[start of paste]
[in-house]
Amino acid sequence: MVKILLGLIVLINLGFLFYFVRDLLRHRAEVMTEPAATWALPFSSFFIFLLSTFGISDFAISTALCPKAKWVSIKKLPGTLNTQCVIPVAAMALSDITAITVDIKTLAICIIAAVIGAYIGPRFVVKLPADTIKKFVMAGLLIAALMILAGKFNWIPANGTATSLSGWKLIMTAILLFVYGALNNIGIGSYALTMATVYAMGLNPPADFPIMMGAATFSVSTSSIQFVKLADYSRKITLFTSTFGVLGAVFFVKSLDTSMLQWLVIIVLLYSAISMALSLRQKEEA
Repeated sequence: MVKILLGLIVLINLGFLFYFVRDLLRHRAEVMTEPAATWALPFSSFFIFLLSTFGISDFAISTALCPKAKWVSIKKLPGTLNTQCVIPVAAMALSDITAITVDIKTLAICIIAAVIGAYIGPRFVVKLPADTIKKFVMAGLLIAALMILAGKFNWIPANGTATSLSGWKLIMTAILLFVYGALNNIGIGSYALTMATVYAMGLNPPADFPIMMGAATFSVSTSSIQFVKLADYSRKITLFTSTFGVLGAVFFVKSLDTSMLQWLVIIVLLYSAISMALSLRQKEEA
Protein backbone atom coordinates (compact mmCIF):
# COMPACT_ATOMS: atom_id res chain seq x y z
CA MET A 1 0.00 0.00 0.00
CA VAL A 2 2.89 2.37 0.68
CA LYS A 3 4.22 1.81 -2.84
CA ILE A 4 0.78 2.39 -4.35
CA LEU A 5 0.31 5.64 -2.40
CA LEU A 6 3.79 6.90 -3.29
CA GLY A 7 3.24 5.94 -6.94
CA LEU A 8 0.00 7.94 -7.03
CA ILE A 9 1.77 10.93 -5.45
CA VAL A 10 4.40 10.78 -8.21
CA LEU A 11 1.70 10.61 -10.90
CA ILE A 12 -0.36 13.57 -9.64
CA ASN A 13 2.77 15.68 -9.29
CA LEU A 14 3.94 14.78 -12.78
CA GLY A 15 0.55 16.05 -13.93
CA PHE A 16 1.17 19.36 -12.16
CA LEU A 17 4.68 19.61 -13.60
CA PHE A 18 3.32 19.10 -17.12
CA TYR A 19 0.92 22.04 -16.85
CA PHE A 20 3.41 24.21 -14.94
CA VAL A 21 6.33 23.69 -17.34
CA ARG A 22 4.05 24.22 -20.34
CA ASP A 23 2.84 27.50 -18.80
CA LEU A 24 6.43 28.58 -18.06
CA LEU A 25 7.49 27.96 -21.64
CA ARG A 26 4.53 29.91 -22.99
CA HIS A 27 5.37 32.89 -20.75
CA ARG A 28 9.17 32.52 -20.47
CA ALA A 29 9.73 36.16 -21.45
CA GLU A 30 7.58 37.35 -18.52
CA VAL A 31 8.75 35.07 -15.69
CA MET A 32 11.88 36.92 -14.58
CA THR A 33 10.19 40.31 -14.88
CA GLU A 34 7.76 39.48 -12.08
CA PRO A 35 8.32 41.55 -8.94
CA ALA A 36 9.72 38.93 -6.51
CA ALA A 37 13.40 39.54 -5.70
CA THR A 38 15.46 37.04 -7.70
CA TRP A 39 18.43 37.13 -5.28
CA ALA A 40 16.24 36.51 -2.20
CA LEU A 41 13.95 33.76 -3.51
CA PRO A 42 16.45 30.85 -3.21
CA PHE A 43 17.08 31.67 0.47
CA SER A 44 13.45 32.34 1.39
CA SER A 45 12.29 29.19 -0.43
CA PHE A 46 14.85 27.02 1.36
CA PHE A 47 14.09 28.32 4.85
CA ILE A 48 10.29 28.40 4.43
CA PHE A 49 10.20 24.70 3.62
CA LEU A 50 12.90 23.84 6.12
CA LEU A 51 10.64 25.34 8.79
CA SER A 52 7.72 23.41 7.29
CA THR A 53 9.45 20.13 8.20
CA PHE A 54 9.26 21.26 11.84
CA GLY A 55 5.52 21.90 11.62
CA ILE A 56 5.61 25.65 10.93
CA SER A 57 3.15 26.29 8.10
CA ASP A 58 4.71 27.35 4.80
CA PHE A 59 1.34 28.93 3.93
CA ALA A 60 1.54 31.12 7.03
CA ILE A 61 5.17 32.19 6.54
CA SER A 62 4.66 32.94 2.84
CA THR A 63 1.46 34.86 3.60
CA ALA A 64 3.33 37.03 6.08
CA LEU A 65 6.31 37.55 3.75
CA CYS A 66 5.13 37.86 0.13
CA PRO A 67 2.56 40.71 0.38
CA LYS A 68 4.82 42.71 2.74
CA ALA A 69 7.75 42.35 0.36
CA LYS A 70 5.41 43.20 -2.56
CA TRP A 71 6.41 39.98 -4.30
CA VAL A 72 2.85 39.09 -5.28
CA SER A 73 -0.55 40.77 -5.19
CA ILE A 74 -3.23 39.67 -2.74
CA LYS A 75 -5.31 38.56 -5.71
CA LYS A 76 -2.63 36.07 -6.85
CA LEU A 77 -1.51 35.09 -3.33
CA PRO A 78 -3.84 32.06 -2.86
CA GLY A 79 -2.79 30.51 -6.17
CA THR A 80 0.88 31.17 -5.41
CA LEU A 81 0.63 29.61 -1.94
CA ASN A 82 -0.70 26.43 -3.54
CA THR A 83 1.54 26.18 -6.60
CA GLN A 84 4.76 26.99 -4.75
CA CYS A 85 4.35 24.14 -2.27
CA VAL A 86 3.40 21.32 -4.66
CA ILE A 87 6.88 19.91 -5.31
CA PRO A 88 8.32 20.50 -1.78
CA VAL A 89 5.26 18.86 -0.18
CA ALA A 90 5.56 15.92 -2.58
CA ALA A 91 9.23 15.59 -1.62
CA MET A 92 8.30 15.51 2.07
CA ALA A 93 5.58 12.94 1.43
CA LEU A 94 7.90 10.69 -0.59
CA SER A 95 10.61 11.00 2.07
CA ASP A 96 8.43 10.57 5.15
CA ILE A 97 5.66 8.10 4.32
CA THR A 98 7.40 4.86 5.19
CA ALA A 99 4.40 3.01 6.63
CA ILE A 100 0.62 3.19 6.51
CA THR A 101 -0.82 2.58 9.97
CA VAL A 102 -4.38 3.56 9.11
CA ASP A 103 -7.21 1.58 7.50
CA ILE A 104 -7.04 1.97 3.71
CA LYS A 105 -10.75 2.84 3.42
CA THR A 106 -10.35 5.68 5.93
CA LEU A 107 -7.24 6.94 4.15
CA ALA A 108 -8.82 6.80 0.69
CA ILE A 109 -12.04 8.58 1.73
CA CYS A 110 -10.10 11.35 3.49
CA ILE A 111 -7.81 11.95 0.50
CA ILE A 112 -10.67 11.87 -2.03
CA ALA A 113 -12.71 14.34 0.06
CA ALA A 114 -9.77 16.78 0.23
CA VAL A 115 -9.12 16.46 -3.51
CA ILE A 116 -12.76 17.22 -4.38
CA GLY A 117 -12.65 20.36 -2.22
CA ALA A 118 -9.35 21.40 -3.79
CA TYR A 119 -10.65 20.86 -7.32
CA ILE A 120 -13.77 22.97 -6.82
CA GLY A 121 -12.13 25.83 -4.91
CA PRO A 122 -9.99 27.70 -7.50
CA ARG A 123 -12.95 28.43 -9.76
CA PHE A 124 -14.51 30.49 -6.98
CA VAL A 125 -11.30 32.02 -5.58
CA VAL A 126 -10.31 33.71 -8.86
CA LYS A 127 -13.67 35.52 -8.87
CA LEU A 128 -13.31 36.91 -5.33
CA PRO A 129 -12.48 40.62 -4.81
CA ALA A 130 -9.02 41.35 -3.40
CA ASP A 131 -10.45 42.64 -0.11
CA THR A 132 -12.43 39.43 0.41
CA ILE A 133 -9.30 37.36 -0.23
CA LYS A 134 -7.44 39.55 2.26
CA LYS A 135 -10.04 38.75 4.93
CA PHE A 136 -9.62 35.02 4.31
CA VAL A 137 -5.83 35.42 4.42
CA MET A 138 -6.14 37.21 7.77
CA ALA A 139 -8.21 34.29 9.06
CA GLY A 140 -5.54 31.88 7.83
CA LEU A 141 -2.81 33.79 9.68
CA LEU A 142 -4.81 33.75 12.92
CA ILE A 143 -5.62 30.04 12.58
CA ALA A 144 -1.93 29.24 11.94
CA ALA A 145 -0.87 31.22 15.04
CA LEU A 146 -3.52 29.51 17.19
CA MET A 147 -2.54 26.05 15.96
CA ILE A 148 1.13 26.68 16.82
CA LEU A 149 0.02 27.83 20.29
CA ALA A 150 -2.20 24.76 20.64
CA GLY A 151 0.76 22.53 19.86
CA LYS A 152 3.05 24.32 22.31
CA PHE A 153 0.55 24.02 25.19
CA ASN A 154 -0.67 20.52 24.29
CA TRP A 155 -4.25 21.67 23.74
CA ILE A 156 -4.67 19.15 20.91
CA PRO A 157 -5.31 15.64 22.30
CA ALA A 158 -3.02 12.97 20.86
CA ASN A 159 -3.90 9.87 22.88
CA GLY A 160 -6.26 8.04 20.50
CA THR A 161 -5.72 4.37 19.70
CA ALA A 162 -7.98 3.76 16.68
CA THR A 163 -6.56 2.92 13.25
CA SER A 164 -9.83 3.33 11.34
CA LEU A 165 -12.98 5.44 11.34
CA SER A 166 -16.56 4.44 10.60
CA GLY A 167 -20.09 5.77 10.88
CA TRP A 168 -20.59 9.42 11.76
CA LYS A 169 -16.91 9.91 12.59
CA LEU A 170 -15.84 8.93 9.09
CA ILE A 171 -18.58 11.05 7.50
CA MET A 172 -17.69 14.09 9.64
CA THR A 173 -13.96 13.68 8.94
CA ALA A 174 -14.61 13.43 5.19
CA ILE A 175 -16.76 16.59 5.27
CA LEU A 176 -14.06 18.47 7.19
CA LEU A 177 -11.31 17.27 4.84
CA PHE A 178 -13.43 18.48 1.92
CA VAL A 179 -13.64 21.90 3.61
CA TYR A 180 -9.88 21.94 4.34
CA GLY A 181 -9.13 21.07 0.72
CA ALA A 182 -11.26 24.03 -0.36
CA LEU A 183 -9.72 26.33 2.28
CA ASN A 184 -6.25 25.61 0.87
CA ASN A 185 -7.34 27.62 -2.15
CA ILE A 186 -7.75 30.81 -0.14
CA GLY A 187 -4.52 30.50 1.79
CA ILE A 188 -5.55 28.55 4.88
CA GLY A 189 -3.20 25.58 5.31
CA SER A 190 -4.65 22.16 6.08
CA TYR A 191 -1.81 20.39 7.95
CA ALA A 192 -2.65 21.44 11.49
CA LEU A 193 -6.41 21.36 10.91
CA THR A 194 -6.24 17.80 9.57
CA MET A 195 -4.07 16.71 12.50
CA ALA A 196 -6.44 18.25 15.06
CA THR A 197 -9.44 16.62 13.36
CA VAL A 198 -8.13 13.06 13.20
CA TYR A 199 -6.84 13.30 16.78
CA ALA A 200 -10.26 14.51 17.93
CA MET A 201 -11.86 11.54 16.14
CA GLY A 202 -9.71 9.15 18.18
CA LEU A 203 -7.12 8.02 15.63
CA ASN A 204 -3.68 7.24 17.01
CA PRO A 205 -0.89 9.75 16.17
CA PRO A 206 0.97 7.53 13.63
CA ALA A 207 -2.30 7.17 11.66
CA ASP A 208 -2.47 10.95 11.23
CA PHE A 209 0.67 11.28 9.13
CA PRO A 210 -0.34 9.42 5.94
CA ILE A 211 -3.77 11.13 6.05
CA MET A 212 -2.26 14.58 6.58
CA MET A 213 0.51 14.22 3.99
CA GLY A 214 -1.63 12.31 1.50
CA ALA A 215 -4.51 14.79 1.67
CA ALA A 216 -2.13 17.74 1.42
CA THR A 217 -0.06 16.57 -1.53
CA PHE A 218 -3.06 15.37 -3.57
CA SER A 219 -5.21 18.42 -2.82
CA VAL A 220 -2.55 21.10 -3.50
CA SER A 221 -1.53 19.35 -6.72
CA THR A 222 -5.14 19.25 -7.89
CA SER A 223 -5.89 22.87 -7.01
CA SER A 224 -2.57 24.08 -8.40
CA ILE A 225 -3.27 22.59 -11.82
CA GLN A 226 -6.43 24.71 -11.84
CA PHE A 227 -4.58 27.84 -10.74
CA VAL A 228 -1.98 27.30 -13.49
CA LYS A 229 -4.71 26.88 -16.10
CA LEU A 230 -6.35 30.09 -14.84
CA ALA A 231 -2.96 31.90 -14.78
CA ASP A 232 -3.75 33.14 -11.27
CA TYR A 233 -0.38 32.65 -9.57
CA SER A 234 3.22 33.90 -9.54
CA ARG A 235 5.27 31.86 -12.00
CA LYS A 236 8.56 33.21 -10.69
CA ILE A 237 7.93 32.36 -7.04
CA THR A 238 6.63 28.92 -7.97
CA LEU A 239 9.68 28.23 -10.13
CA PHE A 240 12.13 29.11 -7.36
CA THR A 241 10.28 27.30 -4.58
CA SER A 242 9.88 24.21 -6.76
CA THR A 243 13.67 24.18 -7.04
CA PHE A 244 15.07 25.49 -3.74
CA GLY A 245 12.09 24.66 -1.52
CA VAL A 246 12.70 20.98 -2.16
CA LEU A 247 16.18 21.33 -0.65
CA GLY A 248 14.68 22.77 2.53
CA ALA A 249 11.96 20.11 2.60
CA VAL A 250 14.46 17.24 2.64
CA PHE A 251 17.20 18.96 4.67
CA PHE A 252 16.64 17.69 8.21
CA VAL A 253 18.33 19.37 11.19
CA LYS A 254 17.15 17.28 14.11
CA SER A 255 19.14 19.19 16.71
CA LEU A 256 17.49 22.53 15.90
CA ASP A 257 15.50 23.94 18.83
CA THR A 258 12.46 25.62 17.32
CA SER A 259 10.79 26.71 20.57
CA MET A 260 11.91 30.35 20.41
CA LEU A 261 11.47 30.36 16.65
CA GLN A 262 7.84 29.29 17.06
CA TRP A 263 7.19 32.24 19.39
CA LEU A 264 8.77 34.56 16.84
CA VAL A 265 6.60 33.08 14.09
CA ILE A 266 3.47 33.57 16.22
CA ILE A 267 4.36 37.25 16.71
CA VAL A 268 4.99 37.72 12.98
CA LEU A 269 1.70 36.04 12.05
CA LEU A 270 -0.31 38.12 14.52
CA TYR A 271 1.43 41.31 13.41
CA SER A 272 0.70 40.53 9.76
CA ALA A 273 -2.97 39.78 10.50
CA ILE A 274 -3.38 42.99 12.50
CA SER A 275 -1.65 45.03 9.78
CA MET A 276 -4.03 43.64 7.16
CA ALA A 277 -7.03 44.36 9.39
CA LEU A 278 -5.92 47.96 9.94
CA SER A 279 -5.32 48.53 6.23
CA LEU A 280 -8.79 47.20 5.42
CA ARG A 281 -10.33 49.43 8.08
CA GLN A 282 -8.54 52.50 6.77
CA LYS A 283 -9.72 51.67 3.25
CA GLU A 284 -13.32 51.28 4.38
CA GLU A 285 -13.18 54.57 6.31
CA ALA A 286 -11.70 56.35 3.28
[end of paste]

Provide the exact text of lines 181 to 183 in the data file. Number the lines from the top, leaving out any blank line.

CA LEU A 176 -14.06 18.47 7.19
CA LEU A 177 -11.31 17.27 4.84
CA PHE A 178 -13.43 18.48 1.92